Turk Noroloji Dergisi, vol.28, no.2, pp.97-101, 2022 (ESCI)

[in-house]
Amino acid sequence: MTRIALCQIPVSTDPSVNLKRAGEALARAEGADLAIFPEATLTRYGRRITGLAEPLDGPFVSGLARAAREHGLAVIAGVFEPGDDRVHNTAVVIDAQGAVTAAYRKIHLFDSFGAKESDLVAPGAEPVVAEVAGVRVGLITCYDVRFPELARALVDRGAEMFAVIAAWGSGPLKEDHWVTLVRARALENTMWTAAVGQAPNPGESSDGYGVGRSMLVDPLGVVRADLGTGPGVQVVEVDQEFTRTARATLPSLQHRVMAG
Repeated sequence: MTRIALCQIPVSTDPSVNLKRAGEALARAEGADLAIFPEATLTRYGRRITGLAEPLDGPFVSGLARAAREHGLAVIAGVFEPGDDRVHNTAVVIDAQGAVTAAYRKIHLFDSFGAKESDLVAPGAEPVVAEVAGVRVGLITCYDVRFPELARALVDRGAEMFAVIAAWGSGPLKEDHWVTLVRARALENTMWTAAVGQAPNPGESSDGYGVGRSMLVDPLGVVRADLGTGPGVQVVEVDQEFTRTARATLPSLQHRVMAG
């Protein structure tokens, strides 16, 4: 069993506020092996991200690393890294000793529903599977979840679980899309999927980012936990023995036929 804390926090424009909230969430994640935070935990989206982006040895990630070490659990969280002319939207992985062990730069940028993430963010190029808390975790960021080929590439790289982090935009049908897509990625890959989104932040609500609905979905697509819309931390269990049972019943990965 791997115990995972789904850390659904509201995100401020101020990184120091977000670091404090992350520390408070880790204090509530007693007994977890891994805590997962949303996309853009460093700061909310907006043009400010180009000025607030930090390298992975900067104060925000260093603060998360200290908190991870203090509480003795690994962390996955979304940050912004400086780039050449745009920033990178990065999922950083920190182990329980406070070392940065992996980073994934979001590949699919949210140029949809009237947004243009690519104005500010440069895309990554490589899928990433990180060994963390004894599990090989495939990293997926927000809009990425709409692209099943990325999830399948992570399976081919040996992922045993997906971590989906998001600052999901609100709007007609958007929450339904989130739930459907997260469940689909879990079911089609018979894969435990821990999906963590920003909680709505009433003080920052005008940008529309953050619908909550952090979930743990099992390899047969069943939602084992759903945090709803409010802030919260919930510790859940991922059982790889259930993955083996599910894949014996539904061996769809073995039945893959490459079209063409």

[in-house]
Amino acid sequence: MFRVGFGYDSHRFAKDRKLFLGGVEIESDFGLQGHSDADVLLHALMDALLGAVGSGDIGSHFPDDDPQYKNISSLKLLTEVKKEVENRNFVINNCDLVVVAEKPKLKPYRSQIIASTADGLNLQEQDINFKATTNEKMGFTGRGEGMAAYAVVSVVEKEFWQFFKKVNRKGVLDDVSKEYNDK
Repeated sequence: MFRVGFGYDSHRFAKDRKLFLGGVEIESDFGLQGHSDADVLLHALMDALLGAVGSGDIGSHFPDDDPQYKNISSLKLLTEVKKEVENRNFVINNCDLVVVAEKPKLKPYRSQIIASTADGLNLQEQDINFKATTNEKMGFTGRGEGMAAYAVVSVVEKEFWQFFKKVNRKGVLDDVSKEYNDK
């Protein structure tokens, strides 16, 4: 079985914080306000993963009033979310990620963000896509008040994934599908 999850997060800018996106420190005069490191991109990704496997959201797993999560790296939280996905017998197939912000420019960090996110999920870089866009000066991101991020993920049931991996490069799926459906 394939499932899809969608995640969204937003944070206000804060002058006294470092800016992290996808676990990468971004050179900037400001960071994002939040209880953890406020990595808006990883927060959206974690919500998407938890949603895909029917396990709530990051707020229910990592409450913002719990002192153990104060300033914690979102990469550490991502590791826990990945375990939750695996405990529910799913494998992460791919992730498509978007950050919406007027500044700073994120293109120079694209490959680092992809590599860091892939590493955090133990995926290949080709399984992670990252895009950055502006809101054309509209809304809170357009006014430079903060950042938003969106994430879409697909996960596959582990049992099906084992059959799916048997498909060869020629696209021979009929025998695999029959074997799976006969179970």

© 2022 by Turkish Neurological Society.Objective: Friedreich ataxia (FRDA) is the most frequent hereditary ataxia characterized by progressive gait and limb ataxia, dysarthria, sensory loss, and muscular weakness. Due to insufficient awareness of patients and their relatives, poor knowledge of healthcare professionals, and difficulty in accessing diagnostic tests, delay in diagnosis is seen in many diseases, especially in rare diseases. In this study, the diagnostic delay, and clinical features of individuals with FRDA were investigated. Materials and Methods: Individuals who fulfilled the criteria for Harding clinical diagnosis and who had increased GAA repetition in the genetic examination were included in the study. Demographic and clinical data of the patients such as initial symptoms, age at symptom onset, time from the onset of symptoms to the diagnosis, and comorbid conditions were recorded. In addition, detailed neurological examinations of the patients were made, and they were evaluated with the scale for the assessment and rating of ataxia (SARA). Results: A total of 22 patients, 12 males, and 10 females, were included in the study. The mean age of the individuals was 30.4±6.3 (19-41). Age of symptom onset was 19±5.6 (9-32), age at diagnosis was 22.1±6.1 (13-33), and the time from onset of symptoms to diagnosis was 3.03±2.66 (0.2-9) years. While the first symptom of 19 patients (86.4%) was trunk ataxia, the first symptom of 3 patients (13.6%) was extremity ataxia. Eight (36.4%) patients were non-ambulatory and 14 (63.6%) were ambulatory. The mean total SARA score was 18.2±6.7 [median 19.5 (7-30)]. Conclusion: This study is the first study to evaluate the diagnosis delay in patients with FRDA in our country. Although FRDA was the most common hereditary ataxia, in our study, it was shown that there was a significant delay in diagnosis in patients with FRDA. There is a need for studies that will raise awareness of public and health professionals about FRDA.